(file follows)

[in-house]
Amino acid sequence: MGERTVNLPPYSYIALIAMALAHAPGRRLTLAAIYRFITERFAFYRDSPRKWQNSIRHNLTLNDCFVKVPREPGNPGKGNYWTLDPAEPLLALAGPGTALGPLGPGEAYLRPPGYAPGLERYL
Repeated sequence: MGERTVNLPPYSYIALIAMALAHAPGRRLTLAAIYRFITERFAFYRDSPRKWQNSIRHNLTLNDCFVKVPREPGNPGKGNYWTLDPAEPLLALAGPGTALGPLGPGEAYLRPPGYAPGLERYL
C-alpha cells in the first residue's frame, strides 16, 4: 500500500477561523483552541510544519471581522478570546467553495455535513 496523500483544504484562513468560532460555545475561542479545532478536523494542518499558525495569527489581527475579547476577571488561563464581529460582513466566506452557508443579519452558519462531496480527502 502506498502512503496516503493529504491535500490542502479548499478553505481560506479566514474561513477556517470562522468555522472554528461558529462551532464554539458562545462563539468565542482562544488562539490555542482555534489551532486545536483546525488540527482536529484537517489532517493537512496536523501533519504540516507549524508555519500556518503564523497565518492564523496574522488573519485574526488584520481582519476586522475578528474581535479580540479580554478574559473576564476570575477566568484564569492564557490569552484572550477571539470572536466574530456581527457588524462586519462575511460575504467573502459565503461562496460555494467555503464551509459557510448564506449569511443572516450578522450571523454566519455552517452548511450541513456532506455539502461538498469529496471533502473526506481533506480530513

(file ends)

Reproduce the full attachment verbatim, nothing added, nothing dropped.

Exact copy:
[in-house]
Amino acid sequence: MGERTVNLPPYSYIALIAMALAHAPGRRLTLAAIYRFITERFAFYRDSPRKWQNSIRHNLTLNDCFVKVPREPGNPGKGNYWTLDPAEPLLALAGPGTALGPLGPGEAYLRPPGYAPGLERYL
Repeated sequence: MGERTVNLPPYSYIALIAMALAHAPGRRLTLAAIYRFITERFAFYRDSPRKWQNSIRHNLTLNDCFVKVPREPGNPGKGNYWTLDPAEPLLALAGPGTALGPLGPGEAYLRPPGYAPGLERYL
C-alpha cells in the first residue's frame, strides 16, 4: 500500500477561523483552541510544519471581522478570546467553495455535513 496523500483544504484562513468560532460555545475561542479545532478536523494542518499558525495569527489581527475579547476577571488561563464581529460582513466566506452557508443579519452558519462531496480527502 502506498502512503496516503493529504491535500490542502479548499478553505481560506479566514474561513477556517470562522468555522472554528461558529462551532464554539458562545462563539468565542482562544488562539490555542482555534489551532486545536483546525488540527482536529484537517489532517493537512496536523501533519504540516507549524508555519500556518503564523497565518492564523496574522488573519485574526488584520481582519476586522475578528474581535479580540479580554478574559473576564476570575477566568484564569492564557490569552484572550477571539470572536466574530456581527457588524462586519462575511460575504467573502459565503461562496460555494467555503464551509459557510448564506449569511443572516450578522450571523454566519455552517452548511450541513456532506455539502461538498469529496471533502473526506481533506480530513